Critiques can be a valuable asset in the writing world. They can also be incredibly unhelpful if done wrong. Though everyone’s analytical approach is personal, here are some general guidelines for writing a constructive (rather than destructive) critique.
1.) Relax and Read
The first step of critiquing is somewhat analogous to free-writing. Read the work or section all the way through to get a sense of the overarching structure, mood, and pacing. You can jot down a few notes if you’re absolutely compelled to do so, but this step is more about absorbing the work. Stopping every few lines to scribble your own thoughts detracts from the flow of the piece and interrupts this process.
2.) Line By Line
Now that you’ve read the piece, go back and complete a detailed line by line assessment. This doesn’t necessarily mean you’ll produce notes for every line of writing, but it does mean you’re closing a more detail-oriented eye on the work.
3.) Focused Passes
Ideally, you’ll comb through the work several times to ensure you haven’t missed anything. This becomes easier to do when each pass is assigned an express purpose. Rather than becoming a tedious re-reading of a work, each pass becomes transformed into a scavenger hunt for tense usage, punctuation, dialogue, or any other item you feel needs addressing.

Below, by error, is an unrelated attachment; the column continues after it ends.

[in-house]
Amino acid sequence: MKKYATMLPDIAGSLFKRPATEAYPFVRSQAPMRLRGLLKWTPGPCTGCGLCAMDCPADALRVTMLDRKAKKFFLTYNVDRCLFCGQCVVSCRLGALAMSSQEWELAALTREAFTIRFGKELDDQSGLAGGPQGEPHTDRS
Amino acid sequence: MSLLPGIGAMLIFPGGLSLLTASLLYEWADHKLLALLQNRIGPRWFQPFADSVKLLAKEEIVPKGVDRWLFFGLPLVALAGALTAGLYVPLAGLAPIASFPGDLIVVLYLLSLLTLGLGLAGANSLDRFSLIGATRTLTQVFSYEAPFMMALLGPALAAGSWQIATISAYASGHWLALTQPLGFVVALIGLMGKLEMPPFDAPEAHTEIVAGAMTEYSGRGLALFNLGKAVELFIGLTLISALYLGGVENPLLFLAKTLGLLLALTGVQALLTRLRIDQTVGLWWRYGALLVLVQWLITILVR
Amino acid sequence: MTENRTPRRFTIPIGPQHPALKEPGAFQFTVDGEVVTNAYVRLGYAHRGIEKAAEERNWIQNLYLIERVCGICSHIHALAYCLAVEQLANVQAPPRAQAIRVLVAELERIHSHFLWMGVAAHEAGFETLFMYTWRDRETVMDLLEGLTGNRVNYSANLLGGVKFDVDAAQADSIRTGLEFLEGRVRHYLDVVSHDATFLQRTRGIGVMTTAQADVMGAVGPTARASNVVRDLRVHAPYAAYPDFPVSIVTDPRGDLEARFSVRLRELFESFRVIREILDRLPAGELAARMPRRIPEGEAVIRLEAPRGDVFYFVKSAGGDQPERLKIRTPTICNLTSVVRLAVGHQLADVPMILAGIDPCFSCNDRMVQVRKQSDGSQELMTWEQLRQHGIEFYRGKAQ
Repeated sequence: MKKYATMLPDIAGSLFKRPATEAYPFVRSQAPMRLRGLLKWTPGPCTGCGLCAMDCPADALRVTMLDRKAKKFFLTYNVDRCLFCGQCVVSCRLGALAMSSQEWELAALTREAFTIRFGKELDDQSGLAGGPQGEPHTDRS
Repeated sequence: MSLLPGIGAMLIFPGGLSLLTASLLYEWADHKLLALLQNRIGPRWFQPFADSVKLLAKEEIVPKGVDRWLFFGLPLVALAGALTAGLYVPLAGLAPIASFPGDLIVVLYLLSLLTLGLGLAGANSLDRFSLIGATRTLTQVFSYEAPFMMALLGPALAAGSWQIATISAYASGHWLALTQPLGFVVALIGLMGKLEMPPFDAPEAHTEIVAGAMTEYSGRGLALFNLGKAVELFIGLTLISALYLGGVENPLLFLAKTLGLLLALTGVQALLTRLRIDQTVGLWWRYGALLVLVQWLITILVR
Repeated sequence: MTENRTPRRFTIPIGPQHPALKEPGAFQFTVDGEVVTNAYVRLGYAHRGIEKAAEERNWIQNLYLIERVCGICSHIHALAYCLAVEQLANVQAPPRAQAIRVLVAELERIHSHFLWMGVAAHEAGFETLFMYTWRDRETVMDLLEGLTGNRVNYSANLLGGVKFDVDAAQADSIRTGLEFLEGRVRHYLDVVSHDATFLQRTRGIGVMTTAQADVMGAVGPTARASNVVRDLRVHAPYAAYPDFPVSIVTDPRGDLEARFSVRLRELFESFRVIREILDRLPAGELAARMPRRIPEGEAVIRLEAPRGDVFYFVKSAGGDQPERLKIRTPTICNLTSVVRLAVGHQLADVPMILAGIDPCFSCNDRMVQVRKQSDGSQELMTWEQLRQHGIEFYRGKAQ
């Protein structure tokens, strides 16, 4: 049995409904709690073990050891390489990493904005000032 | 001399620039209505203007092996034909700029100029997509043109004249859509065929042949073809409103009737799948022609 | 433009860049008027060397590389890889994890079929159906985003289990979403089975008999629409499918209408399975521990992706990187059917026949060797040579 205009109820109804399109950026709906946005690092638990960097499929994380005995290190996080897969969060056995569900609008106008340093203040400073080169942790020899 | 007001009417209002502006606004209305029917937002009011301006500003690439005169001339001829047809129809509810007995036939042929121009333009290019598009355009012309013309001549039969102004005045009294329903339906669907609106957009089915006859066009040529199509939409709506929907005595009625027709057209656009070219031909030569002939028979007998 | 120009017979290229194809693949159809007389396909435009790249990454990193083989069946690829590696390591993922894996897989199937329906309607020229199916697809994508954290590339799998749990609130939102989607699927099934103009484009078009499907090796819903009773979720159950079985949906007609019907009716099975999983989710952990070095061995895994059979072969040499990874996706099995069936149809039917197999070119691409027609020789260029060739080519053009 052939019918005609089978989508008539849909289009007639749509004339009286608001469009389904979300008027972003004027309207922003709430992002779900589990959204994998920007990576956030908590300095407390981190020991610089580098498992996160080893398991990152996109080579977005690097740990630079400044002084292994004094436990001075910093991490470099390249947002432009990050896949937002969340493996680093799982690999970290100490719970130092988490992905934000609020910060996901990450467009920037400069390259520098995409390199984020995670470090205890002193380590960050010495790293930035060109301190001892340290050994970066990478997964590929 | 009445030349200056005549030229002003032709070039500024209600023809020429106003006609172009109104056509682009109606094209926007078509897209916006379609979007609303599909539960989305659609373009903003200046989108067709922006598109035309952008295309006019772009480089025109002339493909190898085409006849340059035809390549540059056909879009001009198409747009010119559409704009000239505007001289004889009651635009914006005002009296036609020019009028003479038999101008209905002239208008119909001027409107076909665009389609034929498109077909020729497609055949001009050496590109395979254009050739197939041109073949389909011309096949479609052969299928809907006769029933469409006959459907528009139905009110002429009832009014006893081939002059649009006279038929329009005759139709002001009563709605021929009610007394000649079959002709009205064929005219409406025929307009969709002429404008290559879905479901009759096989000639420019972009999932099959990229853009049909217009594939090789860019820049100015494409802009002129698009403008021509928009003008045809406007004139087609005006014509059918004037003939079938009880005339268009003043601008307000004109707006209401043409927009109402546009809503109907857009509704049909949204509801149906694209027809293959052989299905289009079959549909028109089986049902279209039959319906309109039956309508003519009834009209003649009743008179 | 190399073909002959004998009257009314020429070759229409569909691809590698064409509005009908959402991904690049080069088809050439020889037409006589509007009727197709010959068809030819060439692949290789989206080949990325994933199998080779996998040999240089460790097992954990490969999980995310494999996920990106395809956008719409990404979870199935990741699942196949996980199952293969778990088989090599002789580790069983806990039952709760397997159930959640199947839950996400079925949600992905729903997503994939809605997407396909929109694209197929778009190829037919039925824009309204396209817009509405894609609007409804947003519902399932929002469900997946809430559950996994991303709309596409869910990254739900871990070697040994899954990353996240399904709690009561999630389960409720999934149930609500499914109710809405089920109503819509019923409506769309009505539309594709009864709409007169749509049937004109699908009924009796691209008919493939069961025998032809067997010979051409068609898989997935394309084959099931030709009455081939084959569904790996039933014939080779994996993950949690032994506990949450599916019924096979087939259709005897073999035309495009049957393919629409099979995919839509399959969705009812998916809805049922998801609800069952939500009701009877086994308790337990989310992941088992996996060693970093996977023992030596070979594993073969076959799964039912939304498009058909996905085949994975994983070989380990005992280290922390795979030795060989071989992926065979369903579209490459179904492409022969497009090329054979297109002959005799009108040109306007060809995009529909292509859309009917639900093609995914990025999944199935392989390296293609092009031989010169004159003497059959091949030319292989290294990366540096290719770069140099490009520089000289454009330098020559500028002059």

4.) Don’t Fix
Remember your task is to critique the piece not rewrite it. Your suggestions should clearly state why you feel a word, phrase, or section does not work as well as it could. “Fixing” the problem instead of merely pointing it out both hampers the original writer’s creativity and insults their intelligence.
5.) Be Specific
This one is a pet peeve of mine. Saying “I liked it.” or “It was okay.” is an expression of an opinion not a critique of a work in progress. The difference is subtle, but important. Using abstract expressions to generalize the work as a whole (like “It didn’t pop for me.” or “The flow was good but then it fell flat.”) is maddening. You’re writing a critique to help the writer improve their work so don’t use the broad-stroke, spoiler-free language found in online book reviews. In these examples, a much more effective use of both your and the writer’s time would be to pinpoint dialogue that didn’t pop or highlight a scene where the flow was good.
6.) Don’t Troll
It’s crucial that comments are aimed at the work not the writer. State your notes succinctly and clearly without reverting to cruel or overly flattering language.
7.) Point Out the Good
Critiques aren’t all about pinpointing errors. They are also about celebrating good writing. Most writers are extremely critical of their own writing and sometimes have a hard time recognizing moments when their words shine. A thoughtful critique can serve as a reminder and fuel for the creative fire.
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